You’re the one who puts effort in finding the right intonation and make your question or statement as clear and concise as possible.
You might even be a beginner, struggling to find the right words while you also try to figure out the cultural differences, so the work is extra hard.
As much as they’re effective, the communication tactics are probably the least you can think of right now.
Realizing that difficult people behave like that no matter what, is at the same time a relief and a problem.
A problem because, well, you will most likely need to deal with them again.
And a relief because it’s not about you. It’s about how they behave.
Yes, it’s true, you can’t and won’t change how they behave.
More often than not, they probably don’t like it when learners address them, because they find it frustrating to reply.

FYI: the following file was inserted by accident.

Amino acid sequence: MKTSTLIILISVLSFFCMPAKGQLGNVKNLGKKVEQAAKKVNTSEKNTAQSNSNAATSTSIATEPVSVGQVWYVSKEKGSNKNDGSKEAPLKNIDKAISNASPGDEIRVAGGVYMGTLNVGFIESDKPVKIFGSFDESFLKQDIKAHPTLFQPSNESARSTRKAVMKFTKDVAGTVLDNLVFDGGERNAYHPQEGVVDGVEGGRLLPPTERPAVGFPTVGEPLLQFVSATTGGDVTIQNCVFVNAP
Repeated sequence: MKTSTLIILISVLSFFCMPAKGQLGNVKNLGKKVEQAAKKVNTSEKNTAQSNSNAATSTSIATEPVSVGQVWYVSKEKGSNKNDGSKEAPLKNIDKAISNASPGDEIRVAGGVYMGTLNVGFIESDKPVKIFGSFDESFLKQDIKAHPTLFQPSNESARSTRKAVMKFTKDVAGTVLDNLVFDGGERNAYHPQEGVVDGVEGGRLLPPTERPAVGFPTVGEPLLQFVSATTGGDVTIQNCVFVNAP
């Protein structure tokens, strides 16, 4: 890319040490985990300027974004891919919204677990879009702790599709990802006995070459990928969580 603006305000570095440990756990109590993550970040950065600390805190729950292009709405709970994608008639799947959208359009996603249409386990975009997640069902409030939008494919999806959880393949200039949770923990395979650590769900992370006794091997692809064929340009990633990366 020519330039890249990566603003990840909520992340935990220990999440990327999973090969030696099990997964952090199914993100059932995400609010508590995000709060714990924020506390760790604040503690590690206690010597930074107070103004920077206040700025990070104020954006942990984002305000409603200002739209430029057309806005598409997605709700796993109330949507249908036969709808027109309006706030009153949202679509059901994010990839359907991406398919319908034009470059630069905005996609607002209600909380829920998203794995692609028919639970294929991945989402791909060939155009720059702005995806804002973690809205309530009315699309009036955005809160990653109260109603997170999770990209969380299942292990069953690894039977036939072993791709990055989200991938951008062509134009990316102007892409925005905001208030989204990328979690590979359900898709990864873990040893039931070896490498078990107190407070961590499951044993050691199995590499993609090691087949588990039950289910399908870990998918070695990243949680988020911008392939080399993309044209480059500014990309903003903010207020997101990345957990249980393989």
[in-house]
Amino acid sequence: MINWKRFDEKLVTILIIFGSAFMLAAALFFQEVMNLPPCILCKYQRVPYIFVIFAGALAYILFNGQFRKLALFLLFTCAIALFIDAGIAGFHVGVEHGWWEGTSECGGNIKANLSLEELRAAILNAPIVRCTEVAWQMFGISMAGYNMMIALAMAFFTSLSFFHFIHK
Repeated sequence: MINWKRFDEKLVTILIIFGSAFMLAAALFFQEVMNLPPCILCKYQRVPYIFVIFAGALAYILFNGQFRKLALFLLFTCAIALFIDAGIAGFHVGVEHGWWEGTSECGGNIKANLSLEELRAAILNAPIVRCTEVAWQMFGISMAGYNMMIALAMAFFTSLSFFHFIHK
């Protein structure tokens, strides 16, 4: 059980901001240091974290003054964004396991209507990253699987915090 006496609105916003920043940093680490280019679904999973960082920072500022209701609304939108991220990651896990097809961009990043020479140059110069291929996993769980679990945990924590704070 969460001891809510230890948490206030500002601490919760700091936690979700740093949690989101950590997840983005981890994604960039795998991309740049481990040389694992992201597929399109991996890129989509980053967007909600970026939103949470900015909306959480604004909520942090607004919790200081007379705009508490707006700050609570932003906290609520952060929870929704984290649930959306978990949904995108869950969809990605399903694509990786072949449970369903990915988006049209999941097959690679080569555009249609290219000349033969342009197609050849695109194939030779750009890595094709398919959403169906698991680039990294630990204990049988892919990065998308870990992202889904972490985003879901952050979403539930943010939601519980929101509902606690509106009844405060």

But again, it’s important to realize it’s not about you.
A wise friend told me lately: “language learning is an emotionally loaded path” and while this is true for the learner, it can be also true for those who understand you are one (even at an advanced level).
You see, the effort you make and the somehow vulnerable position you’re in, stirs something inside the difficult person’s soul.
And while I’m not trying to play Freud here, talking about the native speaker/listener too, is an indeed neglected area of language learning.
Why Does This Matter?
Well, if you are the one who is always responsible for a good communication while communication is a two way thing, then there’s no actual communication from the start, is it?
And if it’s always the learner who needs to put the effort in, then we might be asking too much from them. Or ourselves, if we’re the learners.
And this is how perfectionism and fear of speaking thrive.
To avoid this we need to acknowledge that we do carry our own perceptions and fears, but it also depends on how the other person will perceive them and react.